You can go to any airport now and catch an airline flight. And if you’ve not been asleep, you’ve heard about ChatGPT or GPT-3, you’ve heard about these technologies that you can go try out for free right now. And so, to take a step back on this and say, how does this affect things in your business? It’s going to change everything. It’s going to change the ways we do business, the ways we communicate with other people, and just like any new technology, there is a litany of ways you can use it for good and there’s a whole minefield laid out in front of you, you can walk through that you’re going to have to traverse to figure out what actually works on the other side, what works in your business and what doesn’t. And so the purpose of this first episode is to give you a taste of it, to give you a couple of examples on it. And this is a multi part series. The third part is going to be the pitfalls, and we believe the second part really should be meat and potatoes, like how you can use this in your business.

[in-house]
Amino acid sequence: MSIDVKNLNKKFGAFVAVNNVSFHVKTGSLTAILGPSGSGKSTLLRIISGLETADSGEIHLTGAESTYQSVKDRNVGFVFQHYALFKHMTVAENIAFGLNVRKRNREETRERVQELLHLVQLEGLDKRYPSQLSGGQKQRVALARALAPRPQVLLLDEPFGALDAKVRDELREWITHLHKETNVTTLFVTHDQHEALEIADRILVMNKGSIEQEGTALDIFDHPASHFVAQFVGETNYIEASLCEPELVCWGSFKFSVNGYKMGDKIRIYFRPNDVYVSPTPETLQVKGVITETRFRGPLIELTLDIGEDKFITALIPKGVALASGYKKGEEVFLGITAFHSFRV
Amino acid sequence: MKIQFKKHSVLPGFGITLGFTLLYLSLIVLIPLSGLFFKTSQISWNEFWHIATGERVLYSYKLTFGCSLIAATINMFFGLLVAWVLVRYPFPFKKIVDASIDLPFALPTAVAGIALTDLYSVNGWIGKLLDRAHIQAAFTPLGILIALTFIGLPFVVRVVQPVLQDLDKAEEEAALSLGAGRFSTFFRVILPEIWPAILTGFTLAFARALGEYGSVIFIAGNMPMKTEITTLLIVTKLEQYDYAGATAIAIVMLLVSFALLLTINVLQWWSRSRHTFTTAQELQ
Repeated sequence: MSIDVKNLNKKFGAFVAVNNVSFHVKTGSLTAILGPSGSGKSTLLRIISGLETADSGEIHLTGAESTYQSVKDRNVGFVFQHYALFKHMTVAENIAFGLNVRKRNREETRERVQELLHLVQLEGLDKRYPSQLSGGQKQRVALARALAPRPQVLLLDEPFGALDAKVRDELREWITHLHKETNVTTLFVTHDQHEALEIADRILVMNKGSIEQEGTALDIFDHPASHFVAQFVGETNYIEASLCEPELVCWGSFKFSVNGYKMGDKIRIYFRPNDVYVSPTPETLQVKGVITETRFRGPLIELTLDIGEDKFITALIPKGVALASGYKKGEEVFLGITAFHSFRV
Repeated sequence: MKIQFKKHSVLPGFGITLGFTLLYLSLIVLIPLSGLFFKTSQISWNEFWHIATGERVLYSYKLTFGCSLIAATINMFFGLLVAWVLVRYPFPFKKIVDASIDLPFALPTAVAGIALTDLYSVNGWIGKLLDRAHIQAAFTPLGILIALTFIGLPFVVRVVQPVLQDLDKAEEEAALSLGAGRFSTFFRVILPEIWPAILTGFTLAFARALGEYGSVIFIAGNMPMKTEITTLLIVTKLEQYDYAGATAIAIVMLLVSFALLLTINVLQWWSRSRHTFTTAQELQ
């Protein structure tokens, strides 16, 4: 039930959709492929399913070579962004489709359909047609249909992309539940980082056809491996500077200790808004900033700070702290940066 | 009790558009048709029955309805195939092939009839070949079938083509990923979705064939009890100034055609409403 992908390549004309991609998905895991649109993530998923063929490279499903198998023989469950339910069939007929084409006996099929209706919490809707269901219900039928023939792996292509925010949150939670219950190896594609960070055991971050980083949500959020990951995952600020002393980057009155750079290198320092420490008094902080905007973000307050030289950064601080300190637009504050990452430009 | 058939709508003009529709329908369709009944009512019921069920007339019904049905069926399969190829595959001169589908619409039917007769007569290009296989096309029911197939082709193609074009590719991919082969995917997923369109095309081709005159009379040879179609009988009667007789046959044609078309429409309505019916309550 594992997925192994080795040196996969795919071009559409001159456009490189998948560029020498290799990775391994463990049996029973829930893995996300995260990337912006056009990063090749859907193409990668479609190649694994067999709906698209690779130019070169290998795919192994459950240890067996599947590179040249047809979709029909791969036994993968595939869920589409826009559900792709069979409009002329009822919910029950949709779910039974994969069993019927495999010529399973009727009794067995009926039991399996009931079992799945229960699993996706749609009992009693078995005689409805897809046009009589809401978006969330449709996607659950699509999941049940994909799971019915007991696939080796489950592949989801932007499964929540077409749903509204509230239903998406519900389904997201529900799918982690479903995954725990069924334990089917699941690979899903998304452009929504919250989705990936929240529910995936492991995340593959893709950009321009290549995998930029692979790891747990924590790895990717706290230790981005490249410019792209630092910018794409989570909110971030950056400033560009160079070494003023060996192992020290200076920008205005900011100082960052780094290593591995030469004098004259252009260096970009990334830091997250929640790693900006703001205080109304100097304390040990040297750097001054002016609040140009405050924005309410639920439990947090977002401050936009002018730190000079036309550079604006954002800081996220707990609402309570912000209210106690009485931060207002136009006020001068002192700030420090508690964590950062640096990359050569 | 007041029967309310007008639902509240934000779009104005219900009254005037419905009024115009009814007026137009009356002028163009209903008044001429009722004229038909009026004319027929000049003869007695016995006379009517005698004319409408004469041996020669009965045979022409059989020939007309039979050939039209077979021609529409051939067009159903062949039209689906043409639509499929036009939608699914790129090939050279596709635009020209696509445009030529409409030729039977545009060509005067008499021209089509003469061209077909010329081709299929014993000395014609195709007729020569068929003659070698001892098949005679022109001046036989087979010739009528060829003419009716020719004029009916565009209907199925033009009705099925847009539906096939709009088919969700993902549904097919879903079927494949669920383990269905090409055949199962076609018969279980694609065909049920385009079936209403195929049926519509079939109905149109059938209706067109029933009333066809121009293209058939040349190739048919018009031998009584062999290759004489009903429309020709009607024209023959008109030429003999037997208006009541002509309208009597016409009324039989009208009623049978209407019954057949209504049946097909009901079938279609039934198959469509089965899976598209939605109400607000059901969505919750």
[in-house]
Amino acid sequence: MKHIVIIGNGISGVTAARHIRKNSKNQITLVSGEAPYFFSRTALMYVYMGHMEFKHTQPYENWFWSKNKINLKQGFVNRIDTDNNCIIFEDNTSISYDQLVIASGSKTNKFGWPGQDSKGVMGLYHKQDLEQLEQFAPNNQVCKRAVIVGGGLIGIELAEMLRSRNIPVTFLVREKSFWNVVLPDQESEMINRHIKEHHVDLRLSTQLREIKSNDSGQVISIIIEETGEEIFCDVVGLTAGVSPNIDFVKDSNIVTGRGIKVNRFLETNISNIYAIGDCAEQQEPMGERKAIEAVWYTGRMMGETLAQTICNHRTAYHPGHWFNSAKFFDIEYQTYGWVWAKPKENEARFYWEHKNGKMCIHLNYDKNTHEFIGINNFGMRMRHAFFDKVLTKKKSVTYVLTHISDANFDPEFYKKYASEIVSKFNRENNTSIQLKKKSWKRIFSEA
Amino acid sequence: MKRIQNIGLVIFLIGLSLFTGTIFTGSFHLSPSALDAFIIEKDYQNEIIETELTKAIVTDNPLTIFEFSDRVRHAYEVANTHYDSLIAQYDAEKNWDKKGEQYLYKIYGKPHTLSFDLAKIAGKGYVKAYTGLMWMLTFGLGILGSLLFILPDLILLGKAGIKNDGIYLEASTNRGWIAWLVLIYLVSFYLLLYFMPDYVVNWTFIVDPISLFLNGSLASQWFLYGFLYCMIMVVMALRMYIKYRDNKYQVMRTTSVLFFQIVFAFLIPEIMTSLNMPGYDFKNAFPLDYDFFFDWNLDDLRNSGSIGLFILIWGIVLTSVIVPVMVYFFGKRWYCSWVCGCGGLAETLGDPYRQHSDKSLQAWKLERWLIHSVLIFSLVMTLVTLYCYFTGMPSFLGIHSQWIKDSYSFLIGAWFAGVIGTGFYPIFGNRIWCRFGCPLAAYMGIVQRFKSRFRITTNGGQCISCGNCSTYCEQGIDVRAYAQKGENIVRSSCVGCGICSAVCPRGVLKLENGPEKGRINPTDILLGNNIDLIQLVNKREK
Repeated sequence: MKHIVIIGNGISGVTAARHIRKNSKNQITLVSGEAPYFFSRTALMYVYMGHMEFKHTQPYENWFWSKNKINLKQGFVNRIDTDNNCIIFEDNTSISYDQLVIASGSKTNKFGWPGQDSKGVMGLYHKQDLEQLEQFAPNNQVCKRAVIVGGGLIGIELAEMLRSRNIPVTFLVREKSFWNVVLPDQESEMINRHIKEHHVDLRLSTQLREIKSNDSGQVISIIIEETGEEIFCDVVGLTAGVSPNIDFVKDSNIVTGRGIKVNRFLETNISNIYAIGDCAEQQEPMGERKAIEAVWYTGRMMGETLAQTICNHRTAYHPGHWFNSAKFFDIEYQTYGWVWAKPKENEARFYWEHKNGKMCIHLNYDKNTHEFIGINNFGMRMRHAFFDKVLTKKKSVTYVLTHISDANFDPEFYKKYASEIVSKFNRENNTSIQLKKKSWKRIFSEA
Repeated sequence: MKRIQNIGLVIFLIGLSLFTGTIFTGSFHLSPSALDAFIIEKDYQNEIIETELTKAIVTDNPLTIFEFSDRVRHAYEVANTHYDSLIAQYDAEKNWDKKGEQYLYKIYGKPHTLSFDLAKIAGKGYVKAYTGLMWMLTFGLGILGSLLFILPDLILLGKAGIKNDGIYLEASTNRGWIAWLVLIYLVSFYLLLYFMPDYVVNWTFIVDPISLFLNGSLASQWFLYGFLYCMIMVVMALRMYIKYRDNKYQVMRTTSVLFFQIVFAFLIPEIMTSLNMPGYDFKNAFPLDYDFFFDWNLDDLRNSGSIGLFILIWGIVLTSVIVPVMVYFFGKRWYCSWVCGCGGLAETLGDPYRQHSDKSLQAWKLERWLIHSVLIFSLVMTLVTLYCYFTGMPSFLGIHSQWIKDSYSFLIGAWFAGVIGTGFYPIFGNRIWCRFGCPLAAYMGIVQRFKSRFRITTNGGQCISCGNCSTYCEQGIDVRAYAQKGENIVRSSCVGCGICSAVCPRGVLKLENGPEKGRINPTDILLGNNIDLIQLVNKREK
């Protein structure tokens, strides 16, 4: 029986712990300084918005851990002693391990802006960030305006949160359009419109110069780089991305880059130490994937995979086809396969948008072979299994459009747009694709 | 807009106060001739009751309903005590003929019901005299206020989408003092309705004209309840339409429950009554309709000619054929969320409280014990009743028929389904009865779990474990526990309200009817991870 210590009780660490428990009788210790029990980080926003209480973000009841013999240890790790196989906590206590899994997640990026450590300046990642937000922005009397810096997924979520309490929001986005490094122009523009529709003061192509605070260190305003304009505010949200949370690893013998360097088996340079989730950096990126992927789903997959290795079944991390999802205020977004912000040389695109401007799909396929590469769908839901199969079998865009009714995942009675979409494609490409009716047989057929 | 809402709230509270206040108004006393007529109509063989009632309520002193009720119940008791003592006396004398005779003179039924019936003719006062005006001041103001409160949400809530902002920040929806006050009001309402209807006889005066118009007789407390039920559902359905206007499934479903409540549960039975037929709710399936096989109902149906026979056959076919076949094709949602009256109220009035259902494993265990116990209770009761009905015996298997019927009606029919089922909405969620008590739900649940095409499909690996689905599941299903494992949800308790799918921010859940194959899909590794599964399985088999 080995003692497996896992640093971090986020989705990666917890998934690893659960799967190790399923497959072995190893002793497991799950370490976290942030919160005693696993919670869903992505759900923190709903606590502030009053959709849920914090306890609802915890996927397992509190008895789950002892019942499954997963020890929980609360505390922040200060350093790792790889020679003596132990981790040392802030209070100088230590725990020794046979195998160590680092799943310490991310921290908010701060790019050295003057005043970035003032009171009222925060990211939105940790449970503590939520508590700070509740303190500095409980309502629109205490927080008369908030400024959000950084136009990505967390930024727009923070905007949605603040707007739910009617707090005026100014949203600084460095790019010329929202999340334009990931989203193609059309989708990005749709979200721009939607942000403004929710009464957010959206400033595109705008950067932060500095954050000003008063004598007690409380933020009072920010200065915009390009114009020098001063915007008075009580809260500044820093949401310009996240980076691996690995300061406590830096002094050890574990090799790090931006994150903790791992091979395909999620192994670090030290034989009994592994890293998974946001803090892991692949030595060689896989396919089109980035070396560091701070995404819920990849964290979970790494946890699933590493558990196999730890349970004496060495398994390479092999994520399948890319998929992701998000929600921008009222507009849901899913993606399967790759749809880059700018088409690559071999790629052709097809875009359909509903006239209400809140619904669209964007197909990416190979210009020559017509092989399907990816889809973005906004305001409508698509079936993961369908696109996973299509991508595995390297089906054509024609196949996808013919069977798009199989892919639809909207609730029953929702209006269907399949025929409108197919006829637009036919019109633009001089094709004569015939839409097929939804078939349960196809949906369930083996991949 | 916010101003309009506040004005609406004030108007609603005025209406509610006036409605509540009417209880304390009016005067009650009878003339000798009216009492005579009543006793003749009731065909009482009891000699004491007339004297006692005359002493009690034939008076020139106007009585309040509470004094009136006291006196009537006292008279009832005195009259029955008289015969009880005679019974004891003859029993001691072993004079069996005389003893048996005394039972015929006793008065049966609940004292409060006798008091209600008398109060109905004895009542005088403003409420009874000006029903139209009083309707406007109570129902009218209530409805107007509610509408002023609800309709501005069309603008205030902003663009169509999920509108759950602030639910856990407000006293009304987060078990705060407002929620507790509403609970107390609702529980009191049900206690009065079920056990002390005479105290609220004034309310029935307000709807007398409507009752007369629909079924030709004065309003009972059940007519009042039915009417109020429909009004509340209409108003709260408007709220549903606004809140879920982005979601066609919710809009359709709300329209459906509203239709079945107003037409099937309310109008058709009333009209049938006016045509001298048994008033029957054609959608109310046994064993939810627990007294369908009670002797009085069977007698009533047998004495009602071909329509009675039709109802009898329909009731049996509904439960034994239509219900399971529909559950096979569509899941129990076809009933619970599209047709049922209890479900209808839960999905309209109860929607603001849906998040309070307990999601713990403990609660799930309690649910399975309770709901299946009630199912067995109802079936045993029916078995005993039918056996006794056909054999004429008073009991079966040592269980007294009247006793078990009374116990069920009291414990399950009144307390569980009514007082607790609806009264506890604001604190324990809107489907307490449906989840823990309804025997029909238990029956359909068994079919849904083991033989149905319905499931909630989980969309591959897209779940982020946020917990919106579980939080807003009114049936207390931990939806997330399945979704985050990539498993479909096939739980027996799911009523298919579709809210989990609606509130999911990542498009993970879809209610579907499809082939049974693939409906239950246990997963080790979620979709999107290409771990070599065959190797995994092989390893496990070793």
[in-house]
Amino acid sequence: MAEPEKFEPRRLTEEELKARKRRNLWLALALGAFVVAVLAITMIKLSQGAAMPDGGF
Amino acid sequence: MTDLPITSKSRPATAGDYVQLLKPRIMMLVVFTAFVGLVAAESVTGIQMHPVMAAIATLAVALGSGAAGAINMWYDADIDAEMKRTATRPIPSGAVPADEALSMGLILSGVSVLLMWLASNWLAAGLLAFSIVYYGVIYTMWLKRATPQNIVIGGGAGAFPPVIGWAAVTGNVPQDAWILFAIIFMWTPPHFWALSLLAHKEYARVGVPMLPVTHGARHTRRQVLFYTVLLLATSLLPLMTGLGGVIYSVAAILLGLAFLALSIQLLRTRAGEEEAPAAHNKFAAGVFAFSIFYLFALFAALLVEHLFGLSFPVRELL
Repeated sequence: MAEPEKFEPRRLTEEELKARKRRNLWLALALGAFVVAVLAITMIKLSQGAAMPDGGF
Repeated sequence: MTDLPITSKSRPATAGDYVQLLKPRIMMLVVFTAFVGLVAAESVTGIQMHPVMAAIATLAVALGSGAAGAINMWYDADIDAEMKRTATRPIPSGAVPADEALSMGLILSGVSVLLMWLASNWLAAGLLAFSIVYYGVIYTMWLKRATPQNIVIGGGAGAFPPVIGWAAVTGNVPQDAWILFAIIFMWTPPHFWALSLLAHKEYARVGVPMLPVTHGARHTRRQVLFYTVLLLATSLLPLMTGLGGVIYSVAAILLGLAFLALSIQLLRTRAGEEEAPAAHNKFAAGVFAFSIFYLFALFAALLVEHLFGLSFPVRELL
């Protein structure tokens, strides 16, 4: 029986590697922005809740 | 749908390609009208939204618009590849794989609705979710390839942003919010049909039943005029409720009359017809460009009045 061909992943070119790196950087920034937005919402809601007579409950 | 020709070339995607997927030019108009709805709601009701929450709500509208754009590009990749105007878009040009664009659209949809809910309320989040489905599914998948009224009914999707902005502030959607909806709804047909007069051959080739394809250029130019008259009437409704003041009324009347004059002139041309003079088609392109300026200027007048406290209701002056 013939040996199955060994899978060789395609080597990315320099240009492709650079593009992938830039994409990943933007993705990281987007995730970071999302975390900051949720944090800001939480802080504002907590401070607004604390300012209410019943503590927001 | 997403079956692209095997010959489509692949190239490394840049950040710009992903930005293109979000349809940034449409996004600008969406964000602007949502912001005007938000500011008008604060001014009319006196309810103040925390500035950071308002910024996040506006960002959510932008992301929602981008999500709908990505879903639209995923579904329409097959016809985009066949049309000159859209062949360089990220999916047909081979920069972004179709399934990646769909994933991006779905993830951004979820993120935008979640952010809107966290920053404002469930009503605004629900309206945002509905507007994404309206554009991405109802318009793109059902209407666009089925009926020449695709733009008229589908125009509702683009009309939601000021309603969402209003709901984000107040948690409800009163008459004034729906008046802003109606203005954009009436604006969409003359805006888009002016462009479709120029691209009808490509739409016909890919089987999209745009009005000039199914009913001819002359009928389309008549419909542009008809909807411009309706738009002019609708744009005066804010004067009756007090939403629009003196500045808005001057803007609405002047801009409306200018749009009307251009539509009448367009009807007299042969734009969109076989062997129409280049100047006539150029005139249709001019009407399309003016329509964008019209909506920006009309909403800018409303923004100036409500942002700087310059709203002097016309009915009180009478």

[00:03:51.080] – David Maples